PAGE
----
- Virtual assistants – while this terminology can be applied to end-user self-service, it’s often used to describe the AI-enabled capabilities provided to service and support staff. For example, supplying initial diagnostics information or suggesting potential solutions or workarounds, perhaps based on incident ticket matching and previous resolutions. Again, the AI-enabled capabilities should be able to do more than present text (including links and media), with integrated automation capabilities allowing IT staff to not only understand what’s needed but also providing the mechanism to invoke associated automation capabilities.
- Intelligent email responders – these share the probable best responses to submitted email enquiries (provided as an automated email response). This might simply be focused text and media generated from knowledge articles and other sources. Still, it could also be automated actions (where the end-user clicks a button to invoke the required automated actions, including for service requests). The end-user can also auto-close the associated ticket if the suggested resolution works.
- Proactive and predictive analytics – this could be the identification of recurring issues and their root causes in problem management. Or it could be the prediction of issues before they are felt or even occur through AIOps capabilities. For example, system issues are predicted based on a degradation trend, with preventative measures such as resource scaling suggested. In both instances, automation can be used to continue the work of the AI. In the former, a change request might be suggested or automatically created based on what the AI already knows. In the latter, preventative measures might be suggested for human review, or the change could be made automatically, depending on historical data related to the risk and potential impact.
While these examples are only a subset of what’s already possible in ITSM tools, hopefully, they demonstrate the continued importance of automation.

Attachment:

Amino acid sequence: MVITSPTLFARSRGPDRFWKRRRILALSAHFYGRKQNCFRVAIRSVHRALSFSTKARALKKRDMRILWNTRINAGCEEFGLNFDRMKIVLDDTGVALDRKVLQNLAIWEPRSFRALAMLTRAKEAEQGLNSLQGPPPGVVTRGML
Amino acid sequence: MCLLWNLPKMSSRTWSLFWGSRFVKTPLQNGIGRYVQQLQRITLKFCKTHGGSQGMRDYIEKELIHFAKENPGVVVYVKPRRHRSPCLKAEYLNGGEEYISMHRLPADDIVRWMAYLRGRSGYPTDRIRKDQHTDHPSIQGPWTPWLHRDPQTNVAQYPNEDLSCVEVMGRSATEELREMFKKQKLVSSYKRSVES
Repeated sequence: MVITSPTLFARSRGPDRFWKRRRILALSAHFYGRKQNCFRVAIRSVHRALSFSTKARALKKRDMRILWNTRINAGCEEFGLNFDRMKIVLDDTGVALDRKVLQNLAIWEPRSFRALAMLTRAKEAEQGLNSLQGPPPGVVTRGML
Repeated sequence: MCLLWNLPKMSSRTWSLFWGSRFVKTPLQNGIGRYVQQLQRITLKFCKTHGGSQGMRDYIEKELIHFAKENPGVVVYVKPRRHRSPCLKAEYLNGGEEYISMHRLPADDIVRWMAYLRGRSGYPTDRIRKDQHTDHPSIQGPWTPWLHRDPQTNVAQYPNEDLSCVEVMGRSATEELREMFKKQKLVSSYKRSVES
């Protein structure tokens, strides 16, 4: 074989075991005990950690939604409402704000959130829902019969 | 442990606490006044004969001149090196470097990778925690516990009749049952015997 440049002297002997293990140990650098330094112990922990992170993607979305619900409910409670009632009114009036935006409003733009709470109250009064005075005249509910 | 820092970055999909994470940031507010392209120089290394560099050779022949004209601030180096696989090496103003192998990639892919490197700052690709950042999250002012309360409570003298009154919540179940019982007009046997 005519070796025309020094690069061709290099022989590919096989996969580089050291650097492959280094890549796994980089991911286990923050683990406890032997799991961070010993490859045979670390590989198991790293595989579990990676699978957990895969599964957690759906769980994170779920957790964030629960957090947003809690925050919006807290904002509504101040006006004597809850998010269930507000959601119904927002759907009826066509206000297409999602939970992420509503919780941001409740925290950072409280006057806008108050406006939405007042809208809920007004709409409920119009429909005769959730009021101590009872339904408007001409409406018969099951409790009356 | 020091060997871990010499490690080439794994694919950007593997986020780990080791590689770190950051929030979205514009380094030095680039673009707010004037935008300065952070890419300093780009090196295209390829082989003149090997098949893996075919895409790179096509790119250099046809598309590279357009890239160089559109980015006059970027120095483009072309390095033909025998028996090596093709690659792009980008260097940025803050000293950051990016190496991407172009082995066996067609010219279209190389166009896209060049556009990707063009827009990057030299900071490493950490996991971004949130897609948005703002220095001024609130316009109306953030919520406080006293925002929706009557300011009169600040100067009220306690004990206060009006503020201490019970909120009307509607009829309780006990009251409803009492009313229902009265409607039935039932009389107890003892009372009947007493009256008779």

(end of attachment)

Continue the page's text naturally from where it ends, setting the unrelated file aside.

AI might be seen as the automated “brain”, but much of what IT organisations hope to achieve with AI capabilities will still require the “brawn” of automation capabilities to truly remove the need for manual labour and reap the benefits – whether related to speed, cost reductions, or quality improvements – the IT industry is expecting from AI.
If your IT organisation wants to get the most out of AI, it must also get the most out of automation. Hence, it’s critical not to overlook the importance of automation with all the AI hype.
ITSM Automation Tools Day
Benedict Barrett from HaloITSM will demonstrate how Automation is strategically integrated to drive key processes within the HaloITSM platform. Attendees will learn about the practical deployment of leveraging integrations with 3rd party platforms, as well as within the HaloITSM landscape, to simplify processes at an enterprise level, including;
• Streamlining Service Desk workflows such as auto assignment, time-based escalation and SLA warning notifications.
• Automating tasks like data import, anomaly detection, and resolving alerts from monitoring systems.
• Implementing template-based onboarding workflows triggered from AD/HR.
• Scheduling and automating task creation based on contract expiry, warranty expiry, review dates etc.
• Using Halo runbooks or native integrations with 3rd party tools such as Azure for group membership updates.
• Utilizing automation with AI for tasks like triage, knowledge base drafting, touchless surveys etc.
29 February 2024, sign up below.